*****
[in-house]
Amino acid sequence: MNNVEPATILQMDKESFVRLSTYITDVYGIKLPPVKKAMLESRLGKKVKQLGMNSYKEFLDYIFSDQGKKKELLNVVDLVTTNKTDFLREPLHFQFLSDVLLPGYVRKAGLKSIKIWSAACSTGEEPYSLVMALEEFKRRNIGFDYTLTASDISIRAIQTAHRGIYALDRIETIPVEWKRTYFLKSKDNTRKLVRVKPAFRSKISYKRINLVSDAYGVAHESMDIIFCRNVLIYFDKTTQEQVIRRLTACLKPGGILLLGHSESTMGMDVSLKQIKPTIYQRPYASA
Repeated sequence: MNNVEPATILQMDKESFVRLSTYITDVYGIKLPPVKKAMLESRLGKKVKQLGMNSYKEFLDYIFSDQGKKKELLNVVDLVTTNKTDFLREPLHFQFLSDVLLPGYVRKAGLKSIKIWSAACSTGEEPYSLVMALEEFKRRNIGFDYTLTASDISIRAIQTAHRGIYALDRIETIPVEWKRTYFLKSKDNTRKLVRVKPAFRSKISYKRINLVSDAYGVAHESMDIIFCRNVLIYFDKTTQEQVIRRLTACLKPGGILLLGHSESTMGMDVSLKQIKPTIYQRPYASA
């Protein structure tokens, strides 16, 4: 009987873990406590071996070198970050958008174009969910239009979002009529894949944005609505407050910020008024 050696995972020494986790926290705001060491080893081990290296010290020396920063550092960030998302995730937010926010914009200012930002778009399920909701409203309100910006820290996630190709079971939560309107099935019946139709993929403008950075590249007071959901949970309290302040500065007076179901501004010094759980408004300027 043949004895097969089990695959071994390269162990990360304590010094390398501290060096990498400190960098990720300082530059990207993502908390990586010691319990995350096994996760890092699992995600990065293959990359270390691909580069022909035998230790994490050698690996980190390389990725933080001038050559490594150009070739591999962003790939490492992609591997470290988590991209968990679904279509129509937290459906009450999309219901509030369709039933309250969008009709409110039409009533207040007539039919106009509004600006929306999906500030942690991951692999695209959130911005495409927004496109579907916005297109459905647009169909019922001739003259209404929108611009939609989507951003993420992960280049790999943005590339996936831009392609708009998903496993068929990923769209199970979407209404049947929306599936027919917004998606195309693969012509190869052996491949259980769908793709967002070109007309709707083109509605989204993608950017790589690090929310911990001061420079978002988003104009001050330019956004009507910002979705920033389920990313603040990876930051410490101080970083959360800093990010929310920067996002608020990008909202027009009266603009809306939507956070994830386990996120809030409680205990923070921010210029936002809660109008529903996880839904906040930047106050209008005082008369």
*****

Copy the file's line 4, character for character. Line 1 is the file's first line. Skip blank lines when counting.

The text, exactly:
């Protein structure tokens, strides 16, 4: 009987873990406590071996070198970050958008174009969910239009979002009529894949944005609505407050910020008024 050696995972020494986790926290705001060491080893081990290296010290020396920063550092960030998302995730937010926010914009200012930002778009399920909701409203309100910006820290996630190709079971939560309107099935019946139709993929403008950075590249007071959901949970309290302040500065007076179901501004010094759980408004300027 043949004895097969089990695959071994390269162990990360304590010094390398501290060096990498400190960098990720300082530059990207993502908390990586010691319990995350096994996760890092699992995600990065293959990359270390691909580069022909035998230790994490050698690996980190390389990725933080001038050559490594150009070739591999962003790939490492992609591997470290988590991209968990679904279509129509937290459906009450999309219901509030369709039933309250969008009709409110039409009533207040007539039919106009509004600006929306999906500030942690991951692999695209959130911005495409927004496109579907916005297109459905647009169909019922001739003259209404929108611009939609989507951003993420992960280049790999943005590339996936831009392609708009998903496993068929990923769209199970979407209404049947929306599936027919917004998606195309693969012509190869052996491949259980769908793709967002070109007309709707083109509605989204993608950017790589690090929310911990001061420079978002988003104009001050330019956004009507910002979705920033389920990313603040990876930051410490101080970083959360800093990010929310920067996002608020990008909202027009009266603009809306939507956070994830386990996120809030409680205990923070921010210029936002809660109008529903996880839904906040930047106050209008005082008369």